Apple needs to become a software company again

I have an admission: Though I frequently review new Apple products, I don’t always buy them. Like many of you, I can’t afford to update every bit of Apple hardware every time the company revises one of its products. So I have to carefully measure when my stuff has now become too old and needs to be replaced with the shiny and new.

Of course, Apple would love us all to buy new stuff all the time. But the company has to earn its sales the hard way. I might buy a new iPhone because of an upgraded camera or a new MacBook Air because of a new design and a faster processor. I might bypass the latest Apple Watch because the new features just don’t matter to me.

As the heat from the iPhone’s huge acceleration of growth begins to cool down and iPad and Mac sales drop from their pandemic-driven heights, Apple is looking for reasons to sell new hardware. And now, it may have found a big one in a somewhat unexpected place: AI.

AI models eat RAM

Artificial Intelligence algorithms are software, of course. Theoretically, all current Apple hardware should be able to run AI stuff. Apple’s been building Neural Engines into its chips for years, for example. And yet the rumored addition of major AI features to Apple’s platforms starting this fall may fuel a new wave of upgrades.

This is because when we discuss AI these days, we’re largely discussing Large Language Models (LLMs), things like OpenAI’s Chat GPT and Google’s Gemini. Apple is reportedly building its own LLM, intending it to run natively on Apple devices rather than being outsourced to the cloud. This could increase speed dramatically, as well as enhance privacy.

But here’s the thing: LLMs really need memory. Google has barred Gemini Nano, a model likely quite similar to what Apple is planning for the iPhone, from all but the largest Google Pixel phone, seemingly because of memory limitations.

The most RAM ever in an iPhone is the 8GB of memory in the iPhone 15 Pro and Pro Max. While iOS has proven generally to be better at managing memory usage than Android, that’s still a relatively small amount of RAM, and would seem to be the bare minimum capable of running an on-device LLM of the kind Apple and Google are working on.

Given that Apple reportedly will unveil its AI efforts at WWDC in June, it can’t really show off iPhone features that don’t work on any current models. But it’s not unreasonable to assume that many of the iOS AI features might be limited to iPhone 15 Pro models–because they’re the only ones with 8GB of memory. (A new line of iPhones in the fall would presumably all ship with sufficient memory.)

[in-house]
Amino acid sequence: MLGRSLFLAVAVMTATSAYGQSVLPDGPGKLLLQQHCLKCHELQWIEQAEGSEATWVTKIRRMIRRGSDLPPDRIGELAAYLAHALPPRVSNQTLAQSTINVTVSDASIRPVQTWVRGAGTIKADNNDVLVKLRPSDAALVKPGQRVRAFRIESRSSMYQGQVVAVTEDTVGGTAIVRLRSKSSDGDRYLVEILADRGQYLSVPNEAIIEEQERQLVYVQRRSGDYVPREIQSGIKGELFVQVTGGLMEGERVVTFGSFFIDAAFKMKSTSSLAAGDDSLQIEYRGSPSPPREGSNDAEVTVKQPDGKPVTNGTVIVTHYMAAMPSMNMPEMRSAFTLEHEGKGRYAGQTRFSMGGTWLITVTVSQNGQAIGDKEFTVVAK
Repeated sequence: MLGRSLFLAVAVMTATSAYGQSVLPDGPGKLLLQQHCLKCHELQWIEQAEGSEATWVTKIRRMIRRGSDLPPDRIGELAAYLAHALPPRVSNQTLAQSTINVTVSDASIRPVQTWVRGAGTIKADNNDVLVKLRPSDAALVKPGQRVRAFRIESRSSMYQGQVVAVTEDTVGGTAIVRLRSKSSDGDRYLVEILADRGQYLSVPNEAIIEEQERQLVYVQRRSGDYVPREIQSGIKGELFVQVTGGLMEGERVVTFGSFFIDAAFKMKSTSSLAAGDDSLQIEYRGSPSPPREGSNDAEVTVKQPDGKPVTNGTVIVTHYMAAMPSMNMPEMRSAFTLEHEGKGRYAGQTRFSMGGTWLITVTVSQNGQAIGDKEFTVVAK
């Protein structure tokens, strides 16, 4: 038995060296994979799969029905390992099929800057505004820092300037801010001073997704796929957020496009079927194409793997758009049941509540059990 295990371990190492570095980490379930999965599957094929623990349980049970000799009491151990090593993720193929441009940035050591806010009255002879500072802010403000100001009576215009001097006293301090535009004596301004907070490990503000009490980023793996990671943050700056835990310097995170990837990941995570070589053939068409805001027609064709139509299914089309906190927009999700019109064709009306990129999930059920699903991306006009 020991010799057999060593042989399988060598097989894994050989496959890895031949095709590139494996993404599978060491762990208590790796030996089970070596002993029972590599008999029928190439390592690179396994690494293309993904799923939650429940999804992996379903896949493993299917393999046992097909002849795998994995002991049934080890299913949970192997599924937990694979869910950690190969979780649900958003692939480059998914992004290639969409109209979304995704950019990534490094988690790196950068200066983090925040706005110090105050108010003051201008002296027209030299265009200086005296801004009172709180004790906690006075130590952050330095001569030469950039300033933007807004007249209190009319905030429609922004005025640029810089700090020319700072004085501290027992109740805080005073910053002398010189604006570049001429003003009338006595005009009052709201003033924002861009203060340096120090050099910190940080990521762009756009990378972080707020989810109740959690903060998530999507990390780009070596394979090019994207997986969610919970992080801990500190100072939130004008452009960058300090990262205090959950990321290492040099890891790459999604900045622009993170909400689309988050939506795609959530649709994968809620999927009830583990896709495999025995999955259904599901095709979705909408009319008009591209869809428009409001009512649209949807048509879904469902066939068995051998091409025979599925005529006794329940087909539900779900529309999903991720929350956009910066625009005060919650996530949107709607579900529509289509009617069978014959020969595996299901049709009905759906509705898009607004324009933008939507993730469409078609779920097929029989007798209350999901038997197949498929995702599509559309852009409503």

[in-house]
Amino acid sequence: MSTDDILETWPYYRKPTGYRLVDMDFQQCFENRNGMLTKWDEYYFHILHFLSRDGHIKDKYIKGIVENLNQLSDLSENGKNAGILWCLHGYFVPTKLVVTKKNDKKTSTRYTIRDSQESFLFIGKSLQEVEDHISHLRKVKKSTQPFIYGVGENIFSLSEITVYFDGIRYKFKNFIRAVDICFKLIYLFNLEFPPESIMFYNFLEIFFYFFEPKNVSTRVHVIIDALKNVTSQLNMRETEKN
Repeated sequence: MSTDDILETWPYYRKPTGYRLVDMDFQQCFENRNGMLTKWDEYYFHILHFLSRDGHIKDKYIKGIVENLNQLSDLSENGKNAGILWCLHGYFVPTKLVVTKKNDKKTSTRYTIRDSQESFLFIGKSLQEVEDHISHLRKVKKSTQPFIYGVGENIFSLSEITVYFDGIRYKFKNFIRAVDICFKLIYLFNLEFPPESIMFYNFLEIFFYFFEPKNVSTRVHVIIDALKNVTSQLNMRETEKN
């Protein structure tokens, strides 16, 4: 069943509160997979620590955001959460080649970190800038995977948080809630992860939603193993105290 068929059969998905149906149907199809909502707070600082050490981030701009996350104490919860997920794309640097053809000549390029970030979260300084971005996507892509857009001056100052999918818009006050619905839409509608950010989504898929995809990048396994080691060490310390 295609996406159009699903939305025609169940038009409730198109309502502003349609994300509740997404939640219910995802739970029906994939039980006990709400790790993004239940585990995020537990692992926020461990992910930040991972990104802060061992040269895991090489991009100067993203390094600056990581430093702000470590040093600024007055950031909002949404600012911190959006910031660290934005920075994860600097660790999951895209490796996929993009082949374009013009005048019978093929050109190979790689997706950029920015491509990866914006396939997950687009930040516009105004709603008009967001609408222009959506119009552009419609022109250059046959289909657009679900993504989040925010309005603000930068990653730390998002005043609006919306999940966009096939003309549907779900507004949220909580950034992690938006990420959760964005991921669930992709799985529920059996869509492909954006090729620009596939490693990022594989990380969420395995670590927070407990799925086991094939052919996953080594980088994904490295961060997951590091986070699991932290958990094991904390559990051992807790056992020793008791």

And just like that, Apple’s AI announcements may provide a huge set of features to motivate prospective buyers. Want to use Apple’s most awesome new AI features? Unless you’ve just bought the highest-end iPhone, you’ll need to upgrade.

One step beyond

On the Mac, things will probably be a little easier. Macs are beefier than iPhones, and it’s likely that most Apple silicon Macs will do well with an Apple-built LLM, though even there it may be the case that M1 Macs will lag a bit behind the M2 and M3 versions.

Still, I’m starting to think that the most compelling reason that someone who owns an Apple silicon-based Mac might have to upgrade will be the slow processing of AI models, which can demand lots of memory and many GPU cores. I’m a big fan of M1 Macs, including the low-cost M1 MacBook Air, but Apple’s next-generation AI features may make the M1 feel old.

Then there’s the Apple Watch. Its hardware just got upgraded to support on-device Siri for the first time, which suggests that it might be a while before it’s got enough oomph to support an on-device LLM. But the more I think about it, the more I realize that I would upgrade my Apple Watch in a heartbeat if I could get access to a better, more responsive voice assistant.

Quelle: Apple

Of course, it’s still incumbent on Apple to ship AI features that people want. One of Apple’s most steadfast traits through the years is the company’s ability to take cutting-edge technology and build it into features that users actually value. Shipping an LLM and other AI features will not be a cure-all–they need to be built into functionality that people will want to actually use.

But if Apple can manage to infuse AI into its operating systems in ways that make them more appealing, and by happy coincidence, it requires faster processors and more memory, that’s going to motivate a round of hardware upgrades. And that’s good for Apple, because while OS updates are free, new iPhones absolutely are not.

I’m not thrilled about the idea of replacing my Apple hardware, but I’d rather do it because I’m motivated by an awesome AI-based feature than because I’m tired of the color of my laptop or the shape of my iPhone.

Source : Macworld